Note: I do now know how to play the five notes. G A F F (an octave lower) and C.

Overall: Five Stars *****

 

Bringing up Baby (1938)

Bringing up baby.jpg

Hepburn and Grant have more shenanigans to deal with than just the leopard…

Nearly eight decades after it was released, Howard Hawk’s Bringing Up Baby is still as fresh and hilarious and romantic and chaotic as it was when it was released. Parents, if you want to introduce your kids to classic Hollywood at an early age, here is a perfect candidate (and to get them to meet two of the biggest stars the movies has ever had).

In a nutshell, the film stars Cary Grant as David, a paleontologist who is hoping to get an offer of a million dollars for his museum. The problem is, he keeps running into the ever happy-go-lucky Susan, played by Katharine Hepburn. She has inherited a leopard named Baby from her brother in Africa. The situations in this movie are too complicated to explain in words, let alone worthless to try, since they are better to be experienced.

Grant performs effortlessly as David, who is undoubtably the cautious type. Still, it is clearly Hepburn who steals the spotlight (as she did in almost every single one of her movies). Her performance is dazzling. You wonder why it is she is not frightened (most of the time) of the awkward situations she gets into (my favorite is when she is thrown into jail). Perhaps the best answer would be that the role is so like Hepburn in real life that very little acting was required, if any at all.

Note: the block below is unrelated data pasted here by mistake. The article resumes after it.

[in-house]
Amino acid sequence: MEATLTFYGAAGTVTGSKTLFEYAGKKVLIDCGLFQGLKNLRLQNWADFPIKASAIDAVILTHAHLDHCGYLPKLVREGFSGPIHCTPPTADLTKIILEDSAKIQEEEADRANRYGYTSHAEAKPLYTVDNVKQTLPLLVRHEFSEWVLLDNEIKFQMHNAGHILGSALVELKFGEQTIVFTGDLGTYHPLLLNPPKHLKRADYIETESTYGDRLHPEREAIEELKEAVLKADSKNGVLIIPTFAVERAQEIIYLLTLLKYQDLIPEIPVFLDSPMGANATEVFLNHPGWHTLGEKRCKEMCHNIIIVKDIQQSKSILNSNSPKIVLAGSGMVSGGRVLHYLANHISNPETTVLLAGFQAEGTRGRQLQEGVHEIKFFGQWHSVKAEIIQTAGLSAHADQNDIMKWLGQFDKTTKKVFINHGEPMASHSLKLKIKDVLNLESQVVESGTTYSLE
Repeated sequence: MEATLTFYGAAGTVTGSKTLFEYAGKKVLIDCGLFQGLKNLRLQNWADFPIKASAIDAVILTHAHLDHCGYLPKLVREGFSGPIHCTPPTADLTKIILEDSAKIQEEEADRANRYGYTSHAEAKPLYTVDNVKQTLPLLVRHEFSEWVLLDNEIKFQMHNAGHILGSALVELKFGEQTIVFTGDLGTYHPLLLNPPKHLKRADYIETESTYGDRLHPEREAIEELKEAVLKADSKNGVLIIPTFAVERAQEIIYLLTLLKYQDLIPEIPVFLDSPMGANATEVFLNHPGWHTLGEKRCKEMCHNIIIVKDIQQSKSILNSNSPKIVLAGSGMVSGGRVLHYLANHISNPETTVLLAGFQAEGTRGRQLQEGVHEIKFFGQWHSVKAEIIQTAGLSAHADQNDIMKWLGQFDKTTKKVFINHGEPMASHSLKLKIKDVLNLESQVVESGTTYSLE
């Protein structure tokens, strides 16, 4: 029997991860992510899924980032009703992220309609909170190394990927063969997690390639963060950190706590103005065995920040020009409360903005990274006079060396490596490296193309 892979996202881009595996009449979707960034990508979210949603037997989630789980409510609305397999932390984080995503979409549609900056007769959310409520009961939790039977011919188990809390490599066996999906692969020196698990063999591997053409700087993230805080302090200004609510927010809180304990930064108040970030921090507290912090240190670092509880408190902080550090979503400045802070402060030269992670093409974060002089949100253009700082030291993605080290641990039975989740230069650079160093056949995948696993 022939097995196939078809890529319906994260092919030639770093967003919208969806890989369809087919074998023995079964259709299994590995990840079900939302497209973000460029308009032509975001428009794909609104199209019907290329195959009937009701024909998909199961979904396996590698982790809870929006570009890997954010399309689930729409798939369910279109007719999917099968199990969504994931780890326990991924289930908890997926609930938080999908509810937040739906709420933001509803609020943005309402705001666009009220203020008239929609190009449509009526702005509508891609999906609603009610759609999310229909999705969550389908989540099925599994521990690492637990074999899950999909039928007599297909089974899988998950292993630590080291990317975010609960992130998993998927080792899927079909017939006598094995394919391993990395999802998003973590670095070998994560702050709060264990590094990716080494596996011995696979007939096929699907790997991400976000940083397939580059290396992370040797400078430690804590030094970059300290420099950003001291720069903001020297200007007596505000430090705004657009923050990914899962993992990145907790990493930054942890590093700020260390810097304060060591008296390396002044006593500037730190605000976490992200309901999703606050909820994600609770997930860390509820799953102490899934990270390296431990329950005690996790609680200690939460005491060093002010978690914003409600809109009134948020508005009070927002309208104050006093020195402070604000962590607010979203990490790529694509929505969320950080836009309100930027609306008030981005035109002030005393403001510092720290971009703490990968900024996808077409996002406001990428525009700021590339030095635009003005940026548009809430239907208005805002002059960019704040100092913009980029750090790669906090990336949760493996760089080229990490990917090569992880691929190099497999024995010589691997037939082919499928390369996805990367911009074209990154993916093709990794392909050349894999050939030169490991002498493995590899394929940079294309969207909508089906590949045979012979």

Parents, there is really nothing to worry about at all for the kids (despite one character saying they went “gay all of a sudden”, but it is mainly played for laughs). Any age is fine with this movie.

I admit some of the parts did confuse me a bit, but they were far outweighed by my laughter, which occurred a lot.

Is this the best movie for Cary Grant or Katharine Hepburn? Hard to say. They each made a trunk load of classics that will be around as long as movie goers search for them. Still, as stated before, it is one that is perfect to start with if you want to see some of the early days of classic comedy.
Overall: Five Stars *****

La La Land (2016)

LLL d 41-42_6689.NEF

As Sebastian and Mia, Gosling and Stone simply glow…

A little less than a week ago, I finally got to buying four classic films starring the legendary Fred Astaire and Ginger Rodgers. Those two cinema icons are some of the few I can watch and have all the worries of my life wash away. That feeling came to me a lot while watching the visually glorious La La Land. It manages to balance being loyal to both the old school and the current.

After his highly entertaining movie Whiplash in 2014, director Damien Chazelle is proving he is more than a one trick pony. In a year of many downers across the globe, here is one of the years clear front-runners for best picture, and it is jubilant and energetic and toe tapping fun. The opening number (“Another Day in the Sun”)  is like one we never have seen, and may never again: it takes place in a traffic jam. How many other musicals can say they have a dance number in a traffic jam? That alone is stunning.